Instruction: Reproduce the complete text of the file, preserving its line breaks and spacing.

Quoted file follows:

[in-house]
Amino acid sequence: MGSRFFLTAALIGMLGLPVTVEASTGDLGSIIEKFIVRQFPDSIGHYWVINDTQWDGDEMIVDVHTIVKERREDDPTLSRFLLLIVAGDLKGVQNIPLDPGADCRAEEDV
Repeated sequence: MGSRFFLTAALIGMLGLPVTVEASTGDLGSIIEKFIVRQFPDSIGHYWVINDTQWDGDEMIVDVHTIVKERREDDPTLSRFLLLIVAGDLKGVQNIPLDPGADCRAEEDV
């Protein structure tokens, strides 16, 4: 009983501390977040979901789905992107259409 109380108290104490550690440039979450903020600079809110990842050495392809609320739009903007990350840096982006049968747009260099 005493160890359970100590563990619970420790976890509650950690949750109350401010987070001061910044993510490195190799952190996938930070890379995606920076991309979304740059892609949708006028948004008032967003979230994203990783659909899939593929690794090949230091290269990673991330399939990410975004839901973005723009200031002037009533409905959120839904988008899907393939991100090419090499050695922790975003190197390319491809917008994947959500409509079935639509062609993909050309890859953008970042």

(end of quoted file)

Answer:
[in-house]
Amino acid sequence: MGSRFFLTAALIGMLGLPVTVEASTGDLGSIIEKFIVRQFPDSIGHYWVINDTQWDGDEMIVDVHTIVKERREDDPTLSRFLLLIVAGDLKGVQNIPLDPGADCRAEEDV
Repeated sequence: MGSRFFLTAALIGMLGLPVTVEASTGDLGSIIEKFIVRQFPDSIGHYWVINDTQWDGDEMIVDVHTIVKERREDDPTLSRFLLLIVAGDLKGVQNIPLDPGADCRAEEDV
């Protein structure tokens, strides 16, 4: 009983501390977040979901789905992107259409 109380108290104490550690440039979450903020600079809110990842050495392809609320739009903007990350840096982006049968747009260099 005493160890359970100590563990619970420790976890509650950690949750109350401010987070001061910044993510490195190799952190996938930070890379995606920076991309979304740059892609949708006028948004008032967003979230994203990783659909899939593929690794090949230091290269990673991330399939990410975004839901973005723009200031002037009533409905959120839904988008899907393939991100090419090499050695922790975003190197390319491809917008994947959500409509079935639509062609993909050309890859953008970042």